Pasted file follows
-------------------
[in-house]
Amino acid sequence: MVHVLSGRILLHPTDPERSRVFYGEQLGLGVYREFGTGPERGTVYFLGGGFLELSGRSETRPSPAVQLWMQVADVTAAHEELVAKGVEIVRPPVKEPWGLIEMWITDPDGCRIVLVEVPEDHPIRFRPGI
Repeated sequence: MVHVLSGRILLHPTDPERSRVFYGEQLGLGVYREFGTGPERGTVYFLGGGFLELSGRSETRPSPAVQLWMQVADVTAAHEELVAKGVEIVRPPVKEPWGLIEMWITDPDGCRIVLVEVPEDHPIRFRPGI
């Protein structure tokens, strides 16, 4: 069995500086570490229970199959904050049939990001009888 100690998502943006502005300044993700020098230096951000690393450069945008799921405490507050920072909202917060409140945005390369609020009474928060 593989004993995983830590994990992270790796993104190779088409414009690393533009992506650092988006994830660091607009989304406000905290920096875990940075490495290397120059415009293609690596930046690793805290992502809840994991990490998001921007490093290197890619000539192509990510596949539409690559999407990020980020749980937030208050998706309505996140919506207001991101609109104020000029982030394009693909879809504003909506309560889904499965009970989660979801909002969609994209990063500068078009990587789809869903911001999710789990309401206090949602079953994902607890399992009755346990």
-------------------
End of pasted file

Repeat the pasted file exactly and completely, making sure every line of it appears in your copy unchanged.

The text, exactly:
[in-house]
Amino acid sequence: MVHVLSGRILLHPTDPERSRVFYGEQLGLGVYREFGTGPERGTVYFLGGGFLELSGRSETRPSPAVQLWMQVADVTAAHEELVAKGVEIVRPPVKEPWGLIEMWITDPDGCRIVLVEVPEDHPIRFRPGI
Repeated sequence: MVHVLSGRILLHPTDPERSRVFYGEQLGLGVYREFGTGPERGTVYFLGGGFLELSGRSETRPSPAVQLWMQVADVTAAHEELVAKGVEIVRPPVKEPWGLIEMWITDPDGCRIVLVEVPEDHPIRFRPGI
């Protein structure tokens, strides 16, 4: 069995500086570490229970199959904050049939990001009888 100690998502943006502005300044993700020098230096951000690393450069945008799921405490507050920072909202917060409140945005390369609020009474928060 593989004993995983830590994990992270790796993104190779088409414009690393533009992506650092988006994830660091607009989304406000905290920096875990940075490495290397120059415009293609690596930046690793805290992502809840994991990490998001921007490093290197890619000539192509990510596949539409690559999407990020980020749980937030208050998706309505996140919506207001991101609109104020000029982030394009693909879809504003909506309560889904499965009970989660979801909002969609994209990063500068078009990587789809869903911001999710789990309401206090949602079953994902607890399992009755346990």